Cite as:
Quitian, M.; Santillan, V.; Espinosa, C.I.; Homeier, J.; Boehning-Gaese, K.; Schleuning, M. &amp; Neuschulz, E. (2017): <b>Elevation-dependent effects of forest fragmentation on plant–bird interaction networks in the tropical Andes</b>. <i>Ecography</i> <b>40</b>, 1-10.

Resource Description

Title: Elevation-dependent effects of forest fragmentation on plant–bird interaction networks in the tropical Andes
FOR816dw ID: 1704
Publication Date: 2017-11-08
License and Usage Rights:
Resource Owner(s):
Individual: Marta Quitian
Individual: Vinicio Santillan
Individual: Carlos Iván Espinosa
Individual: Jürgen Homeier
Individual: Katrin Boehning-Gaese
Individual: Matthias Schleuning
Individual: Eike-Lena Neuschulz
Tropical forests harbor diverse ecological communities of plants and animals that are organized in complex interaction networks. The diversity and structure of plant–animal interaction networks may change along elevational gradients and in response to human-induced habitat fragmentation. While previous studies have analyzed the effects of elevation and forest fragmentation on species interaction networks in isolation, to our knowledge no study has investigated whether the effects of forest fragmentation on species interactions may differ along elevational gradients. In this study, we analyzed main and interaction effects of elevation and forest fragmentation on plant–frugivore interaction networks at plant and bird species level. Over a period spanning two years, we recorded plant–frugivore interactions at three elevations (1000, 2000 and 3000 m a.s.l.) and in two habitat types (continuous and fragmented forest) in tropical montane forests in southern Ecuador. We found a consistent effect of elevation on the structure of plant–frugivore networks. We observed a decrease in the number of effective bird partners of plants and, thus, a decline in the redundancy of bird species with increasing elevation. Furthermore, bird specialization on specific plant partners increased towards high elevations. Fragmentation had a relatively weak effect on the interaction networks for both plant and bird species, but resulted in a significant increase in bird specialization in fragmented forests at high elevations. Our results indicate that forest fragmentation may have stronger effects on plant–frugivore interaction networks at high compared to low elevations because bird species richness declined more steeply towards high elevations than plant species richness. We conclude that conservation efforts should prioritize the maintenance of consumer diversity, for instance by maintaining stretches of continuous forest. This applies in particular to species-poor communities, such as those at high elevations, as the ecological processes in these communities seem most sensitive towards forest fragmentation.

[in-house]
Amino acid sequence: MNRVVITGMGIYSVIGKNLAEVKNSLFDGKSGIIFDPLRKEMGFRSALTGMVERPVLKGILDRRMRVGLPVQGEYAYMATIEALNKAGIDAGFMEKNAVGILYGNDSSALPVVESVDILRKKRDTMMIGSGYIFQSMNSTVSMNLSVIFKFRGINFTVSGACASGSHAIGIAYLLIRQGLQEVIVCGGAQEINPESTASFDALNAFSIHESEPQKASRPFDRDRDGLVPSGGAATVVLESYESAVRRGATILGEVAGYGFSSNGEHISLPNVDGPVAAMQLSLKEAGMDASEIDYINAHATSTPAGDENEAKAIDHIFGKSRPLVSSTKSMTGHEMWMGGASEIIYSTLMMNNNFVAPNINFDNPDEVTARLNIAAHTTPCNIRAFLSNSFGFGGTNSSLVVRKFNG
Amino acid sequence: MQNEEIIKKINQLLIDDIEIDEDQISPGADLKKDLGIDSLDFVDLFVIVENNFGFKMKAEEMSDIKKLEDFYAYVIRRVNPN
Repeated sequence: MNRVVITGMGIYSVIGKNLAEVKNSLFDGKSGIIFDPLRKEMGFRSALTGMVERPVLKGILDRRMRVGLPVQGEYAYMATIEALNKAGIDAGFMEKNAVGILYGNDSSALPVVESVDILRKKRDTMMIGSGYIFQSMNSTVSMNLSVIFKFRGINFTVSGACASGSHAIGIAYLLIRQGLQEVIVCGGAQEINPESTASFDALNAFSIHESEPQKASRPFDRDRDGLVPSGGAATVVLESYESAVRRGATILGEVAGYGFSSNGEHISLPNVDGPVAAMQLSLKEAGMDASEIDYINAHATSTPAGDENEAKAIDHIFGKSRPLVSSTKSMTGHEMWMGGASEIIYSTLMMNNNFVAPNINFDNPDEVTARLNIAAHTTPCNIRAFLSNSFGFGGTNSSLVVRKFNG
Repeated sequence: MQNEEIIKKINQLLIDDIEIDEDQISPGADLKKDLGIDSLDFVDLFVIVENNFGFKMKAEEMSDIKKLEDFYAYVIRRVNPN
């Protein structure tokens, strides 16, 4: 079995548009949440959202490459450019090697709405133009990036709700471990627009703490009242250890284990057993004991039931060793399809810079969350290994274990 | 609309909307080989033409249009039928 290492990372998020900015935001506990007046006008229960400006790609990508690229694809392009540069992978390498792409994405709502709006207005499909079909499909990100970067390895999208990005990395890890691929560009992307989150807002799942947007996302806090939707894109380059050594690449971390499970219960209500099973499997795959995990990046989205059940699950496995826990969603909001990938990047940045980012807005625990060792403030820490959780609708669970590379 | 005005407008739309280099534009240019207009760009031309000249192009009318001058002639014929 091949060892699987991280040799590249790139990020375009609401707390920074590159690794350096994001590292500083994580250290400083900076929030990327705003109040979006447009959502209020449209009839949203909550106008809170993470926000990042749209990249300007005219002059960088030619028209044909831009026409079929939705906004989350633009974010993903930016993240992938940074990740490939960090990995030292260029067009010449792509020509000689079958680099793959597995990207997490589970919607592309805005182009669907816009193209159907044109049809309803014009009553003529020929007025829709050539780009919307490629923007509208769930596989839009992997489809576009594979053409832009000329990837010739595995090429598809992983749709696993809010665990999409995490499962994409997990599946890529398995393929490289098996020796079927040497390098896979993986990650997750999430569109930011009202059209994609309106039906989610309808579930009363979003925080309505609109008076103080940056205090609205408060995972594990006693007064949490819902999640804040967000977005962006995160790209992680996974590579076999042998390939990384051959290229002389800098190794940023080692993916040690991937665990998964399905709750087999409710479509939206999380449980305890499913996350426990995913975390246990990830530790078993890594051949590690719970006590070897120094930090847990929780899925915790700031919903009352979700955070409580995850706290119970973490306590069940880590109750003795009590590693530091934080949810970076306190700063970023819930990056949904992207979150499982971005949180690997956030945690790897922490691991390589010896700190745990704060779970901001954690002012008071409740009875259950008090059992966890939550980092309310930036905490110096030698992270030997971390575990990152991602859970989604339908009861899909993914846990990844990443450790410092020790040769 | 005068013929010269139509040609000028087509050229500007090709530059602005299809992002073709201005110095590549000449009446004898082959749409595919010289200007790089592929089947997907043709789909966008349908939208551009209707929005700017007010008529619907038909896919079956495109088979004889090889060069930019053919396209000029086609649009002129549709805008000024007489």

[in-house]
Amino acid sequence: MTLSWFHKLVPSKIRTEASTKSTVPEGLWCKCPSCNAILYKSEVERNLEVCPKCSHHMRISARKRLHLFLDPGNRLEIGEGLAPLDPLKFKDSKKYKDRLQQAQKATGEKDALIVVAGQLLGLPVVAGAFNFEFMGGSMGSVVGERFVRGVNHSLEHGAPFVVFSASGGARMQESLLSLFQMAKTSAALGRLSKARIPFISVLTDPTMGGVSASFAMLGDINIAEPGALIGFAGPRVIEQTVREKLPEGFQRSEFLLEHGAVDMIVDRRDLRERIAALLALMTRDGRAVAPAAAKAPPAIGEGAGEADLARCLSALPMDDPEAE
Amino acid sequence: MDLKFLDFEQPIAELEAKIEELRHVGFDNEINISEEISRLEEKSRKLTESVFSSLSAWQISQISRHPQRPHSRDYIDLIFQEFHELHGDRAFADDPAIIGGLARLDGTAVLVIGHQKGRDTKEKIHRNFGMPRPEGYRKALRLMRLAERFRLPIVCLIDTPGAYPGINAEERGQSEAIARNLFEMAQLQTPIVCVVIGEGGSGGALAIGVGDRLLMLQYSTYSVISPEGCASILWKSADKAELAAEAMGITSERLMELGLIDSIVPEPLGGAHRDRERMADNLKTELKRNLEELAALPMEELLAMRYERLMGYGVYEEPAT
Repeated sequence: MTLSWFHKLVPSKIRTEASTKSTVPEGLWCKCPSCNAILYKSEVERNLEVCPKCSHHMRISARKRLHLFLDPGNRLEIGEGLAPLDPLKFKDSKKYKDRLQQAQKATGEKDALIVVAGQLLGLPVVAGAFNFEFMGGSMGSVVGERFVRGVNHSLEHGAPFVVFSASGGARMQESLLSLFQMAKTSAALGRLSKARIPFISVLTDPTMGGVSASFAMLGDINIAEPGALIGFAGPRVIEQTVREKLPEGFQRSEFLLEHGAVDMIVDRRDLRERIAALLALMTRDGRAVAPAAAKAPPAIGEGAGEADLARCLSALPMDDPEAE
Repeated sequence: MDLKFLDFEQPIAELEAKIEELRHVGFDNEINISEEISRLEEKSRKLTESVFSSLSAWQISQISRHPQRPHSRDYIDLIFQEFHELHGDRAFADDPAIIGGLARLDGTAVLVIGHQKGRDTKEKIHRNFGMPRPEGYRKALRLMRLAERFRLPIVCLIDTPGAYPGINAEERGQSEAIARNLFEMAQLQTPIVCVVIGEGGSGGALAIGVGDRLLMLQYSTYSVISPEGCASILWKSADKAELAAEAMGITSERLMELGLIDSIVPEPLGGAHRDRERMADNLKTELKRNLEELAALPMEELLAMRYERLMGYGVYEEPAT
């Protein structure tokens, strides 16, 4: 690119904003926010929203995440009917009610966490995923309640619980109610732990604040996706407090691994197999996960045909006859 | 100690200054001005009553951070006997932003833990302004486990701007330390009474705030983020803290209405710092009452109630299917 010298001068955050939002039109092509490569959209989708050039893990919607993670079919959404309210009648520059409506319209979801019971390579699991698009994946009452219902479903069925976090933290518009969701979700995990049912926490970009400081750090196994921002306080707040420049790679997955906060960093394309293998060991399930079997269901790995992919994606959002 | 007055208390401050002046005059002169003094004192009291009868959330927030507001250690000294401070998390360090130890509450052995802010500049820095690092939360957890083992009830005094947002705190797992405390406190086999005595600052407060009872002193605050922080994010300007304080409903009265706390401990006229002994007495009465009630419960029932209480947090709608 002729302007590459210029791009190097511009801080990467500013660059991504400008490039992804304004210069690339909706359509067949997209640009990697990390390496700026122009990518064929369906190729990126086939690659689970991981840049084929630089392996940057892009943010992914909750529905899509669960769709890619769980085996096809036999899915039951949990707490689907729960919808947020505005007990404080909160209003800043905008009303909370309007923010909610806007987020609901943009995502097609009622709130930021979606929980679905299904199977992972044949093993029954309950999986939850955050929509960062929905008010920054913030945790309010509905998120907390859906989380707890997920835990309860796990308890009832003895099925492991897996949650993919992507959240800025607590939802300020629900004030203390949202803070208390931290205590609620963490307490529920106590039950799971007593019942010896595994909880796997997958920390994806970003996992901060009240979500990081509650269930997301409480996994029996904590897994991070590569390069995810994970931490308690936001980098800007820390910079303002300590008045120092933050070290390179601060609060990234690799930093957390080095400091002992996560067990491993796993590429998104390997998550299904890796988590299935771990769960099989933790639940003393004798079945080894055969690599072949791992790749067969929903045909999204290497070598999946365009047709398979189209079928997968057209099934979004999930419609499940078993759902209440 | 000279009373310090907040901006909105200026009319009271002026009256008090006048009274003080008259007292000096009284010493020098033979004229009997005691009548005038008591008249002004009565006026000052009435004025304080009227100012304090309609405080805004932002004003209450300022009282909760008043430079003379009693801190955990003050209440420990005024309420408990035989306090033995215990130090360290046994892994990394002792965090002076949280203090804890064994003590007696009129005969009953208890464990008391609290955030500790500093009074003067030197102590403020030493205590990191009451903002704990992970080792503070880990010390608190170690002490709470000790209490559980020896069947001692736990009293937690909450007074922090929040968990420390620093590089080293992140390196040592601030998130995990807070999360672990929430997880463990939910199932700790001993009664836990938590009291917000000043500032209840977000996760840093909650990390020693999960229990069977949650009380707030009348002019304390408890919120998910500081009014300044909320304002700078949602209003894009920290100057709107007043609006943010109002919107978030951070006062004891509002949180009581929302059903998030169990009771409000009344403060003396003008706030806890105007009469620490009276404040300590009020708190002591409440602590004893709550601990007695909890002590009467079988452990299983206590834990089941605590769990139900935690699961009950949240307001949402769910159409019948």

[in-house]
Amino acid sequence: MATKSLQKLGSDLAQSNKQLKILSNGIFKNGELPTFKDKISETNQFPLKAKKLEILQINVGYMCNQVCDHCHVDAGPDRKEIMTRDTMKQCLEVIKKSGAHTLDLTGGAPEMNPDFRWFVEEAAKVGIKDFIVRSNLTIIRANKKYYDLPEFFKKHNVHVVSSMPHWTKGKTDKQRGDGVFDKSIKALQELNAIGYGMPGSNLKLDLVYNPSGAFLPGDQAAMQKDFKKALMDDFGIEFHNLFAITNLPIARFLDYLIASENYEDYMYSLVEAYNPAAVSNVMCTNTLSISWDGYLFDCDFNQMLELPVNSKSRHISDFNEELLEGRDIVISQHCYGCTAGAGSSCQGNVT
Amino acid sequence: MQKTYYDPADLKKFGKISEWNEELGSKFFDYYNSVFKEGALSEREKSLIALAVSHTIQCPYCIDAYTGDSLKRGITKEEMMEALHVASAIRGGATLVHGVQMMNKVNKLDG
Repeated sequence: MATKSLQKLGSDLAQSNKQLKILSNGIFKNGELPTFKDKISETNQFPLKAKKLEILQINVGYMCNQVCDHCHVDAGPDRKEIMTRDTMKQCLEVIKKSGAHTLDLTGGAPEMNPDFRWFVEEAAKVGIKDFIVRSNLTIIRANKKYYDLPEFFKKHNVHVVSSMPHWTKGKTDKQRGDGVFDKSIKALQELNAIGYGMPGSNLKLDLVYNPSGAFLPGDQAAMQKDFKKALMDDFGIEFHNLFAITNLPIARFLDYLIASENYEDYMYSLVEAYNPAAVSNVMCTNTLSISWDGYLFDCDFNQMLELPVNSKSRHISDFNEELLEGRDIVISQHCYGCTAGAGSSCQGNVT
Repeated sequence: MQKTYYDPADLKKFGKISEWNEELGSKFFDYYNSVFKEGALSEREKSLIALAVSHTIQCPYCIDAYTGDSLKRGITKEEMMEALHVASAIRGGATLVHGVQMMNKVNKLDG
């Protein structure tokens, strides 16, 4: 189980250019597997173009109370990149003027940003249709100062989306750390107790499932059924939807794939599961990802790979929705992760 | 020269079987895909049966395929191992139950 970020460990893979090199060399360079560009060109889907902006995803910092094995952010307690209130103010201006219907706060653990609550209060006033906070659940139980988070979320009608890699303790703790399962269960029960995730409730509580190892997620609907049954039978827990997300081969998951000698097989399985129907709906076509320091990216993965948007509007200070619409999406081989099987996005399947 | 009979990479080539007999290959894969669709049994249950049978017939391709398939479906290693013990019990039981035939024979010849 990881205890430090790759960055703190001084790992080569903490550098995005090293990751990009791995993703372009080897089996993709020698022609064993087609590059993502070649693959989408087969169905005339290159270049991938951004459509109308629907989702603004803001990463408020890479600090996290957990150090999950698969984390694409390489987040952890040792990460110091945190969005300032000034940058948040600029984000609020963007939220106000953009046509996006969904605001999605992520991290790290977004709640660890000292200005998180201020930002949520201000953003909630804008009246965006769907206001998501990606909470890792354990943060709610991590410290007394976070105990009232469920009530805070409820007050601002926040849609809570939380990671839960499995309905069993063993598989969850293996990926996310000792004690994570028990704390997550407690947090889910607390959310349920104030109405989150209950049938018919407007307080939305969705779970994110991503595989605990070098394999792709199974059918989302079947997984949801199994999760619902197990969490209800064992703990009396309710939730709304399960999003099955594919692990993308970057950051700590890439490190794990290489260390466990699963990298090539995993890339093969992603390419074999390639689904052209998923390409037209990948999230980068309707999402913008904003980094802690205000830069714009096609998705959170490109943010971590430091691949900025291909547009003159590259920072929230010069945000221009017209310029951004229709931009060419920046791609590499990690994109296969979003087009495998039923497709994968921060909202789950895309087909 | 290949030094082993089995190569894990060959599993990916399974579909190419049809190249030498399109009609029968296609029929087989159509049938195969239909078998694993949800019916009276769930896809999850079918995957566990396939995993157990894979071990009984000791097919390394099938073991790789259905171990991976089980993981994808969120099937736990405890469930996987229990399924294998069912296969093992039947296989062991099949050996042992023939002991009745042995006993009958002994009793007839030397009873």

| elevational gradient | mutualistic interactions | specialization |
Literature type specific fields:
Journal: Ecography
Volume: 40
Page Range: 1-10
Metadata Provider:
Individual: Marta Quitian
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